Spokesman Fred Eckhard told the press at UN Headquarters in New York that the last week of the month was the period during which an agreement on Cyprus must be reached if the opportunity that now existed were to be seized. “[The Secretary-General] strongly hopes that the negotiations under way will be successful, and is prepared to continue playing a personal role to this end. Greece and Turkey have been approached on this possible visit,” Mr. Eckhard said in response to questions from the press. He noted that the precise itinerary of the Secretary-General’s travel would reflect a judgment made closer to the time regarding the possibility of his playing a personal role in bringing efforts to achieve a comprehensive settlement to a decisive conclusion.The spokesman also noted that Alvaro de Soto, the Secretary-General’s Special Adviser on Cyprus, was in New York today and Thursday to meet with Mr. Annan.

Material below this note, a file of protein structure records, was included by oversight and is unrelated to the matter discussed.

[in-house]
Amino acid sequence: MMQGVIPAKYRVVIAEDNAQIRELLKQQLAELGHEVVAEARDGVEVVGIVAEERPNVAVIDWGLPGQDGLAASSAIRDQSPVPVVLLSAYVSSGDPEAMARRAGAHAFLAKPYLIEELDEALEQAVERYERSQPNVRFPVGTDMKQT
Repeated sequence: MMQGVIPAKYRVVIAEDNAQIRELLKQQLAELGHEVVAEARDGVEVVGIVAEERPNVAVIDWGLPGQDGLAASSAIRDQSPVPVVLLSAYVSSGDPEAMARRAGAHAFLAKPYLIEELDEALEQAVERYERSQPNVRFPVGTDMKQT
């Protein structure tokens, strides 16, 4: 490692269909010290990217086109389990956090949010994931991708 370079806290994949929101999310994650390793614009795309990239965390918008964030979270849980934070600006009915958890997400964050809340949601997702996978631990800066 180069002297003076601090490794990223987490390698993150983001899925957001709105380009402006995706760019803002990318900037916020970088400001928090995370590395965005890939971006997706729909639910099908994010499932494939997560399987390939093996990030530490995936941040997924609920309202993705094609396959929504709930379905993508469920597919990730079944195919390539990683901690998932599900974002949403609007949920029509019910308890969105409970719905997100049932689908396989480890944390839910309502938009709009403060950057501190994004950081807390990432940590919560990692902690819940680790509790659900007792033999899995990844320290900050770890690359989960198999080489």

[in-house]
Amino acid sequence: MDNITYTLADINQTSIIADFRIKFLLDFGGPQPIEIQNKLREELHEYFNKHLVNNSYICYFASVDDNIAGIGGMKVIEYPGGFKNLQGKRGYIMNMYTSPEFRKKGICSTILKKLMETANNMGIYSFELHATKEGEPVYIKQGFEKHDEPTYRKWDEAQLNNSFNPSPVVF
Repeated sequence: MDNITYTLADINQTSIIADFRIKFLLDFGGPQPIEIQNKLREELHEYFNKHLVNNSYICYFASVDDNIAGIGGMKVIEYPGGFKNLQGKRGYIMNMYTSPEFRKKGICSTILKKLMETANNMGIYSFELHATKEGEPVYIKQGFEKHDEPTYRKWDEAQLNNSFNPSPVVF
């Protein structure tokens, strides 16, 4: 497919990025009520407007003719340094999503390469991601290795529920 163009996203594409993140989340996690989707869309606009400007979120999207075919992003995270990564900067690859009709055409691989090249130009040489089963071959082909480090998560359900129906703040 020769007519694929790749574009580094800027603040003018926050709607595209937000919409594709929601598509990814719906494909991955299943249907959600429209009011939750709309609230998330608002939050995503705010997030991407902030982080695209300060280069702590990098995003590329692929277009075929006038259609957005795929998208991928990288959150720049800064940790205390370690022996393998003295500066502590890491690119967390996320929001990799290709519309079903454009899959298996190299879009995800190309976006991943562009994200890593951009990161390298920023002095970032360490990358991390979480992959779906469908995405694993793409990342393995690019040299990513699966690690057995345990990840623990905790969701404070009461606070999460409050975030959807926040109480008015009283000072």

“The number of cancer cases diagnosed each year is set to rise and the already stretched pathology services won’t cope unless we ensure more people are trained and employed in pathology.”The study shows thousands of patients are waiting more than three months for tests which could determine whether they have cancer.In total, more than 3,500 patients waited at least this long for pathology, imaging and endoscopies between October and December last year, the report says.A growing and ageing UK population is also fuelling demand, the charity said. One in two people will develop cancer at some point in their lifetime. One in two people will be diagnosed with cancerCredit:PA ‘The UK’s cancer survival is lagging behind other European countries and improving early diagnosis through diagnostic services is one of the ways to address this’Emma Greenwood, Cancer Research UK’s director of policy ‘The number of cancer cases diagnosed each year is set to rise and the already stretched pathology services won’t cope unless we ensure more people are trained and employed in pathology’Professor Manuel Salto-Tellez, Cancer Research UK GPs have been encouraged to refer more patients for tests if there is a possibility of cancerCredit:Alamy A Government drive to diagnose cancer earlier is pushing services towards the brink of collapse, amid a 60 per cent rise in referrals, a major report warns.The study by Cancer Research UK says attempts to improve Britain’s poor diagnosis rates have not been matched by increases in the staff needed to carry out tests.Warning that the situation has reached “a tipping point” it highlights a 17 per cent rise in patients waiting at least six weeks for checks. But the study says a 60 per cent rise in referrals since 2009/10 has not been matched by any significant increase in staff, with numbers of pathologists rising by less than three per cent a year.Professor Manuel Salto-Tellez, a Cancer Research UK pathology expert, said: “We need to act now before this situation gets worse. It’s vital that patients are diagnosed at an early stage when treatment is more likely to be successful and pathology plays a crucial role in this. Britain has the highest rates of late cancer diagnosis in the western world.In recent years GPs have been encouraged to refer more patients for checks, in order to tackle the problem and save more lives. Emma Greenwood, Cancer Research UK’s director of policy, said: “Diagnostic services, including pathology, urgently need support and investment to ensure that diagnoses aren’t delayed and patients benefit from the latest treatment.“The UK’s cancer survival is lagging behind other European countries and improving early diagnosis through diagnostic services is one of the ways to address this. The diagnostic bottleneck will only get worse without action now and this involves addressing staff shortages in imaging, endoscopy and pathology.” Want the best of The Telegraph direct to your email and WhatsApp? Sign up to our free twice-daily Front Page newsletter and new audio briefings.